In fact, Robert England then Resident Representative, UNDP once told me “Maliyadde, with all due respect to you I should say that President Premadasa is a more effective and better Regional Planner”. I was Director Regional Development then. At the time of launching garment factory programme there were many problems. Basic infrastructure facilities such as electricity, water, telecommunication and access roads were not found on the locations identified to establish garment factories. Some had cast doubts on the success, sustainability and effectiveness of the programme. But, President Premadasa was not a man who would be satisfied with a “NO” or “Cannot” response. Proving his foresight and determination right, the programme has come to stay. No longer is it garment factory programme. It is today developed into and known as the garment industry. It has become the highest export earner and beaten the century-old tea. It continues to generate many livelihood opportunities at the doorstep.
Yet the industry complains that it faces challenges and difficulties. They complain about withdrawal of GSP plus facility and discontinuation of some incentives. The industry blames the Government for failing to take timely action to rescue the industry; the Government blames the international community for manipulations. Continuing to pass the buck (in our public service jargon) would not help the industry. It is time to take stock of the situation.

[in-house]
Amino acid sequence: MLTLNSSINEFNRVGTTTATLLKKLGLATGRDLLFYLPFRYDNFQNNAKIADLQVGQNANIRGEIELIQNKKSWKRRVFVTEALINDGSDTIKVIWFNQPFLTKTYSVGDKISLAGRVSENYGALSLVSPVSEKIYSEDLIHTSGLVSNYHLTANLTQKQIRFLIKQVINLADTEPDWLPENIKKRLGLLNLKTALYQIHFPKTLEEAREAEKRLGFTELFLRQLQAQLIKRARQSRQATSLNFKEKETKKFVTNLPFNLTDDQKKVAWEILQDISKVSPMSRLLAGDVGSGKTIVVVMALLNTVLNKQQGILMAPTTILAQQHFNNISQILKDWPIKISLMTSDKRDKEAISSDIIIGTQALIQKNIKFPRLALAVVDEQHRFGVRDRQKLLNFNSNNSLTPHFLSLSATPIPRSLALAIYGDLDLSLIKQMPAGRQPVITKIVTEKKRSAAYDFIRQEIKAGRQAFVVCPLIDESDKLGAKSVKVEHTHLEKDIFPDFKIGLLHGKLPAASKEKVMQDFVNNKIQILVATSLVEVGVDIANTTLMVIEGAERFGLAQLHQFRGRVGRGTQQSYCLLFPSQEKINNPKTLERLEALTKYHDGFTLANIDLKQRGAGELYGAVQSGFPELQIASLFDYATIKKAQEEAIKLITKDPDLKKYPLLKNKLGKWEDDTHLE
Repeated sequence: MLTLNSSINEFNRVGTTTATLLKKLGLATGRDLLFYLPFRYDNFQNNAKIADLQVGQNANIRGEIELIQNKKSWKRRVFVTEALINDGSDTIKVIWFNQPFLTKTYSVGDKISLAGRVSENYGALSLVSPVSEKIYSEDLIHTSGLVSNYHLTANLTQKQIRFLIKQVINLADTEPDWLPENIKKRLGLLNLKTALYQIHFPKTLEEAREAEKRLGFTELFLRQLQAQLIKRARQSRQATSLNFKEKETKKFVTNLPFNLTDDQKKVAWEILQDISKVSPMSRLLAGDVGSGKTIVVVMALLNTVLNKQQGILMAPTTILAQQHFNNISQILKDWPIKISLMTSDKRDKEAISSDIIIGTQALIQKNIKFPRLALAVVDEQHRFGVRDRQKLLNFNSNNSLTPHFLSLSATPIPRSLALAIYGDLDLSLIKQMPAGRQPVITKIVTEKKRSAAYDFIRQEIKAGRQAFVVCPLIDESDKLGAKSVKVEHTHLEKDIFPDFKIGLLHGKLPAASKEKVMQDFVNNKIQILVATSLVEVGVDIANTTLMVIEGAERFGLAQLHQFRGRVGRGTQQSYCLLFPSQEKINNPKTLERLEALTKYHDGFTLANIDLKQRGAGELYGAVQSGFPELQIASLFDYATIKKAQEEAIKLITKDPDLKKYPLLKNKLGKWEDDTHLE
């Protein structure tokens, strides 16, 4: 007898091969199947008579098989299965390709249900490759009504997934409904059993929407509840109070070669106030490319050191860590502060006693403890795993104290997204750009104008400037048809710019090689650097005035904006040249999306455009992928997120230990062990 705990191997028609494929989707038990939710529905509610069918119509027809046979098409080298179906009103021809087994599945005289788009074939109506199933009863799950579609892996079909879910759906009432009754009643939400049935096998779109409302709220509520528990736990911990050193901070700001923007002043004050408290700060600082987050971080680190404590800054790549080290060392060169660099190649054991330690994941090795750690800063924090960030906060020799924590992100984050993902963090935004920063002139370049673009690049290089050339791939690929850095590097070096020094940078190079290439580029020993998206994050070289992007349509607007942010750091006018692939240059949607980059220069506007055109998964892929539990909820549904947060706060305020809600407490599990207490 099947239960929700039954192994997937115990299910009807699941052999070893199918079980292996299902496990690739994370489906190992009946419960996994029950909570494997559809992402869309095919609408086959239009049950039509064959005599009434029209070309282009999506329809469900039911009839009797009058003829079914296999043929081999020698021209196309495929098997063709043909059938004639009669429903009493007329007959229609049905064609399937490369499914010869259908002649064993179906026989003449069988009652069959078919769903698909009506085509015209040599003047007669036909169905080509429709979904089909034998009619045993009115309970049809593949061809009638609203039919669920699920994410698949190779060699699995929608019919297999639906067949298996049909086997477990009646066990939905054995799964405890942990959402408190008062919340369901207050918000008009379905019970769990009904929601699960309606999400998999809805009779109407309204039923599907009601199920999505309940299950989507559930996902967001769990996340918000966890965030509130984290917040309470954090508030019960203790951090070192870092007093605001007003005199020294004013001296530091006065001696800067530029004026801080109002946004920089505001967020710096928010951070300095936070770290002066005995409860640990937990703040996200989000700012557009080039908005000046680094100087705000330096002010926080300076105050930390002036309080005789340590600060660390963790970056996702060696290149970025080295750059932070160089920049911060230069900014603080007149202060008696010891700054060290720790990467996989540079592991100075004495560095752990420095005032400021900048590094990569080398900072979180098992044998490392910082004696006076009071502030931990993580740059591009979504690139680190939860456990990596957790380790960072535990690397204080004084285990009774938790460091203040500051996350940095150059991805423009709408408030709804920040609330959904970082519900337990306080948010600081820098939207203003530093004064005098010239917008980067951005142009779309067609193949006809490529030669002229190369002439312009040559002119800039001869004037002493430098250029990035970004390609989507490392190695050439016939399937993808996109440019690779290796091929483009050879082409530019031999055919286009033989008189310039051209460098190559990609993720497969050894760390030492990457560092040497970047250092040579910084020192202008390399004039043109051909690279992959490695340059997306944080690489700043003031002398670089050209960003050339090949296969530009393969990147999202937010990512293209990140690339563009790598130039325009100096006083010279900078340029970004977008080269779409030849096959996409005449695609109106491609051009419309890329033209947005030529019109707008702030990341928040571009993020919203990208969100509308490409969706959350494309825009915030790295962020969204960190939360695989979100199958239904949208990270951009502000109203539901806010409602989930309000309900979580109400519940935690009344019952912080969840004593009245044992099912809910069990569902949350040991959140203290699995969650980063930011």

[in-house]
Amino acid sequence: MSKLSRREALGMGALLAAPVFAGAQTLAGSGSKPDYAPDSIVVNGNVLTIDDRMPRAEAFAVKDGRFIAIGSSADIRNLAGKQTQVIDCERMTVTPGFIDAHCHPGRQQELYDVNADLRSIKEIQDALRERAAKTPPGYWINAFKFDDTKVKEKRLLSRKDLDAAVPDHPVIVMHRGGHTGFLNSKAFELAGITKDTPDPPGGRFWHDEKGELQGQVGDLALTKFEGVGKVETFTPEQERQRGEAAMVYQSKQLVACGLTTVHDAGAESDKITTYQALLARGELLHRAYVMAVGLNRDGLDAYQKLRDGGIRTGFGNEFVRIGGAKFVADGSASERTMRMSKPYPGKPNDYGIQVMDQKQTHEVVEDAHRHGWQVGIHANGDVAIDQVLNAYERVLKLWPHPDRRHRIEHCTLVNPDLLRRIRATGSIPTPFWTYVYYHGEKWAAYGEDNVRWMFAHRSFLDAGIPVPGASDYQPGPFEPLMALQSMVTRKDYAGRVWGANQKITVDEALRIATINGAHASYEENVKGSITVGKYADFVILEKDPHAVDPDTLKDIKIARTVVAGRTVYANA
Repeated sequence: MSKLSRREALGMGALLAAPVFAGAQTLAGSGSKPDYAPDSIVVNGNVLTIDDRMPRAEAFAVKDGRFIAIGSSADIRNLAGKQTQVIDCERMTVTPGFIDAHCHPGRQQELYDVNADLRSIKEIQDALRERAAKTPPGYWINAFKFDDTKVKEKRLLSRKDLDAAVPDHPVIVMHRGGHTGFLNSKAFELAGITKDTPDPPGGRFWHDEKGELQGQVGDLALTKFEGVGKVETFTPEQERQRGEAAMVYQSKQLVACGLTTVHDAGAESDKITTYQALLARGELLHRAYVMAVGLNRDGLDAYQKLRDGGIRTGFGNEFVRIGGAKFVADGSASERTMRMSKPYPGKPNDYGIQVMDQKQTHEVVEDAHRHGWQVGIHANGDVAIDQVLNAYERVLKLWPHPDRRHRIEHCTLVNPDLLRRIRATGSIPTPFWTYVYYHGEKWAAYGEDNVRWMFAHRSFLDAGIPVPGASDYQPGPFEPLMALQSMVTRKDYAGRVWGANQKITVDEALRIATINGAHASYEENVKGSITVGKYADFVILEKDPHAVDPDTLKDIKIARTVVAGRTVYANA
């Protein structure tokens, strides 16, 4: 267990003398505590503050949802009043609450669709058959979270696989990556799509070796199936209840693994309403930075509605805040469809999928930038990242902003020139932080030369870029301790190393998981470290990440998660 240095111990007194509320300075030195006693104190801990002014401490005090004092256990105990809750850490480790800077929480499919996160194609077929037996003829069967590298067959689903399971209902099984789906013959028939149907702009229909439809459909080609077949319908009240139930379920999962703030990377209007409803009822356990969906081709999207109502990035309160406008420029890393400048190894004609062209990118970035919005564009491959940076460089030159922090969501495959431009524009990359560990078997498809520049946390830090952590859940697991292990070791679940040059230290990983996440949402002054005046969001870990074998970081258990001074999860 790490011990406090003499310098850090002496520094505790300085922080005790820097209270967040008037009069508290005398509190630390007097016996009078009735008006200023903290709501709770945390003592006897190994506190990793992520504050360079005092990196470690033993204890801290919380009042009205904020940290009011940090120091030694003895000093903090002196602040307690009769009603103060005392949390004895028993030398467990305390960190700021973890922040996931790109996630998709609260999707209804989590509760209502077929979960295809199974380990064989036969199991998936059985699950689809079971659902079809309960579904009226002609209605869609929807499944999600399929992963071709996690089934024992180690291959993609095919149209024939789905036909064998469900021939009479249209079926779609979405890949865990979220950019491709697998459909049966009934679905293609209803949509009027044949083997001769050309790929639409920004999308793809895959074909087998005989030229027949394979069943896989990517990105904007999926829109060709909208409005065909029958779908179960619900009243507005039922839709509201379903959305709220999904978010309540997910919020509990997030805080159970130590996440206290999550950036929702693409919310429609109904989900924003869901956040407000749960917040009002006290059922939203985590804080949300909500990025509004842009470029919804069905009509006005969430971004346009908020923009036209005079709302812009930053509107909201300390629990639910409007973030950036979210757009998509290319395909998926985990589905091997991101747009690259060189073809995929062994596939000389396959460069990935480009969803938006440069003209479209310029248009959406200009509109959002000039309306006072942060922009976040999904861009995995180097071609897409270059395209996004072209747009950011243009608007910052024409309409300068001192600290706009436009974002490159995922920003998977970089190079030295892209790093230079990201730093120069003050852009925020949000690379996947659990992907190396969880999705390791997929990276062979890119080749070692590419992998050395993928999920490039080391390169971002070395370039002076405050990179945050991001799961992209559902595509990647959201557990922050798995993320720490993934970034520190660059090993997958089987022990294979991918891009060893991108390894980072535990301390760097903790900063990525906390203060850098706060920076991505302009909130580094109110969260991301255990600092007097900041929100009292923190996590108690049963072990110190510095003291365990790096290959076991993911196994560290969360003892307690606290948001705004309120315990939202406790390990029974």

The first question coming to my mind is whether the garment industry has lived up to its expectations? This reminds me the “infant industry theory” taught to us by Professor B. Hewavitharana and Professor W.D. Lakshman during our undergraduate days at Peradeniya. Neither of them had children then but, beautifully explained the theory citing an example of parental care for an infant until it matures. A government would support an infant industry with incentives, protection, markets in its early stages. The Sri Lankan Government obtained the GSP plus facility for the garment industry allowing free entry to EU markets. At the time the programme was launched (at infant stage), the Government provided a host of facilities and incentives to the garment industry.
Among them – duty free facility for imports including a luxury vehicle, availability of basic infrastructure such as electricity, telecommunication, water, access road, land, buildings etc are prominent. The Government pushed the factories to rural remote areas. This was 23 years back when the industry was in infant stage. The industry is no longer in its infant stage. It’s matured into a well grown established industry which can stand on its own feet.
It is true that Sri Lanka lost the GSP plus facility extended by the EU. Garment manufacturers thereby lost duty free entry and quotas allocated to them. Twenty three years later, the industry still expects concessions and facilities from the government. Is it because the industry has not matured as the theory explains and is still in infant stage? Or is it that the industry expects the Government to continue its facilitation throughout its life time? How long does the industry expect the Government to protect and facilitate the industry?